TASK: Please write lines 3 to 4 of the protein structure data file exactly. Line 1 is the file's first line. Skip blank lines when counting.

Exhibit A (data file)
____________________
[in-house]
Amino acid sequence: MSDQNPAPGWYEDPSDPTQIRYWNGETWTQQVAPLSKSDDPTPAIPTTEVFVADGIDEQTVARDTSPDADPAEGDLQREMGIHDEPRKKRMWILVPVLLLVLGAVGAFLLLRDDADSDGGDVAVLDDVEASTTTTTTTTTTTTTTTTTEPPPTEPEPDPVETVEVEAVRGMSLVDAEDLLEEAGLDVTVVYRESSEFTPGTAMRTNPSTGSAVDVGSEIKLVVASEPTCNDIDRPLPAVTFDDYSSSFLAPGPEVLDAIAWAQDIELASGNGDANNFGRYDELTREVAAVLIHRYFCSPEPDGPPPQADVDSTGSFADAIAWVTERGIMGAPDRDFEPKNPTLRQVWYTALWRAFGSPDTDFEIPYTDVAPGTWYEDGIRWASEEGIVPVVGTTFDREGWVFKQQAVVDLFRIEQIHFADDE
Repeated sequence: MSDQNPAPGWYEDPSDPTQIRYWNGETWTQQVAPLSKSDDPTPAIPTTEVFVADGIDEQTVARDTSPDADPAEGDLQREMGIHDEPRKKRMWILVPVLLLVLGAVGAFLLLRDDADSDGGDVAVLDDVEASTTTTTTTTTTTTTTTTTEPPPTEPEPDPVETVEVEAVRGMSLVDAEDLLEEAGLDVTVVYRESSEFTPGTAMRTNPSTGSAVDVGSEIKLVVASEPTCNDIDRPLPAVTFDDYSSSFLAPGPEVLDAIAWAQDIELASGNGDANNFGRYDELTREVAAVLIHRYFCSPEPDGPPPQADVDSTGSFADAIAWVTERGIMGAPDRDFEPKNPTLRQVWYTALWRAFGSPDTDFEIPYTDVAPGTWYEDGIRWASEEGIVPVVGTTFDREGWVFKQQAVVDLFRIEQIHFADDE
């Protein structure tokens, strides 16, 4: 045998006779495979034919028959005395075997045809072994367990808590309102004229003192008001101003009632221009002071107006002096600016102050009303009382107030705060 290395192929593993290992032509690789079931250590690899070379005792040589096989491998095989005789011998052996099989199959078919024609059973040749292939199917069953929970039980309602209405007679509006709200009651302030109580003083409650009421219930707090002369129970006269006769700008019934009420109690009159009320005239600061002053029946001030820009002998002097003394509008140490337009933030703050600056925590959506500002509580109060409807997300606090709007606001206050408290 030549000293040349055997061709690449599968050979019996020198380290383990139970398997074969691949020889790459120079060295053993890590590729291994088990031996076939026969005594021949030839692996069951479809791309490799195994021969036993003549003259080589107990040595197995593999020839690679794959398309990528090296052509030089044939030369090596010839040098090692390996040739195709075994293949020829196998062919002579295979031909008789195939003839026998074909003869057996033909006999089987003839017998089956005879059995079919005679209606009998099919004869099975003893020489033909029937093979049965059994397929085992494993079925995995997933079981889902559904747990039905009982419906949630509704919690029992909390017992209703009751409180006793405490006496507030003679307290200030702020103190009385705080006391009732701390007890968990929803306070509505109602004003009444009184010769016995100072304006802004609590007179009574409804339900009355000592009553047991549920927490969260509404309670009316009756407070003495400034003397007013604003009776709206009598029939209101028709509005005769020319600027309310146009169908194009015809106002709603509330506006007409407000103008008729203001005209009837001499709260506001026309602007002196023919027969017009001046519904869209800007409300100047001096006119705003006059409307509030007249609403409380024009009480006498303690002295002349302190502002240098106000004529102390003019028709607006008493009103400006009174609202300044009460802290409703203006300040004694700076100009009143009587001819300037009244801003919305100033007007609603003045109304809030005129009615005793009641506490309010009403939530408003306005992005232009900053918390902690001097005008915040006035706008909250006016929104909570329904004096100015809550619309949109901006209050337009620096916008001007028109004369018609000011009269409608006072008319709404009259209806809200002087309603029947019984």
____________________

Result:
Repeated sequence: MSDQNPAPGWYEDPSDPTQIRYWNGETWTQQVAPLSKSDDPTPAIPTTEVFVADGIDEQTVARDTSPDADPAEGDLQREMGIHDEPRKKRMWILVPVLLLVLGAVGAFLLLRDDADSDGGDVAVLDDVEASTTTTTTTTTTTTTTTTTEPPPTEPEPDPVETVEVEAVRGMSLVDAEDLLEEAGLDVTVVYRESSEFTPGTAMRTNPSTGSAVDVGSEIKLVVASEPTCNDIDRPLPAVTFDDYSSSFLAPGPEVLDAIAWAQDIELASGNGDANNFGRYDELTREVAAVLIHRYFCSPEPDGPPPQADVDSTGSFADAIAWVTERGIMGAPDRDFEPKNPTLRQVWYTALWRAFGSPDTDFEIPYTDVAPGTWYEDGIRWASEEGIVPVVGTTFDREGWVFKQQAVVDLFRIEQIHFADDE
């Protein structure tokens, strides 16, 4: 045998006779495979034919028959005395075997045809072994367990808590309102004229003192008001101003009632221009002071107006002096600016102050009303009382107030705060 290395192929593993290992032509690789079931250590690899070379005792040589096989491998095989005789011998052996099989199959078919024609059973040749292939199917069953929970039980309602209405007679509006709200009651302030109580003083409650009421219930707090002369129970006269006769700008019934009420109690009159009320005239600061002053029946001030820009002998002097003394509008140490337009933030703050600056925590959506500002509580109060409807997300606090709007606001206050408290 030549000293040349055997061709690449599968050979019996020198380290383990139970398997074969691949020889790459120079060295053993890590590729291994088990031996076939026969005594021949030839692996069951479809791309490799195994021969036993003549003259080589107990040595197995593999020839690679794959398309990528090296052509030089044939030369090596010839040098090692390996040739195709075994293949020829196998062919002579295979031909008789195939003839026998074909003869057996033909006999089987003839017998089956005879059995079919005679209606009998099919004869099975003893020489033909029937093979049965059994397929085992494993079925995995997933079981889902559904747990039905009982419906949630509704919690029992909390017992209703009751409180006793405490006496507030003679307290200030702020103190009385705080006391009732701390007890968990929803306070509505109602004003009444009184010769016995100072304006802004609590007179009574409804339900009355000592009553047991549920927490969260509404309670009316009756407070003495400034003397007013604003009776709206009598029939209101028709509005005769020319600027309310146009169908194009015809106002709603509330506006007409407000103008008729203001005209009837001499709260506001026309602007002196023919027969017009001046519904869209800007409300100047001096006119705003006059409307509030007249609403409380024009009480006498303690002295002349302190502002240098106000004529102390003019028709607006008493009103400006009174609202300044009460802290409703203006300040004694700076100009009143009587001819300037009244801003919305100033007007609603003045109304809030005129009615005793009641506490309010009403939530408003306005992005232009900053918390902690001097005008915040006035706008909250006016929104909570329904004096100015809550619309949109901006209050337009620096916008001007028109004369018609000011009269409608006072008319709404009259209806809200002087309603029947019984």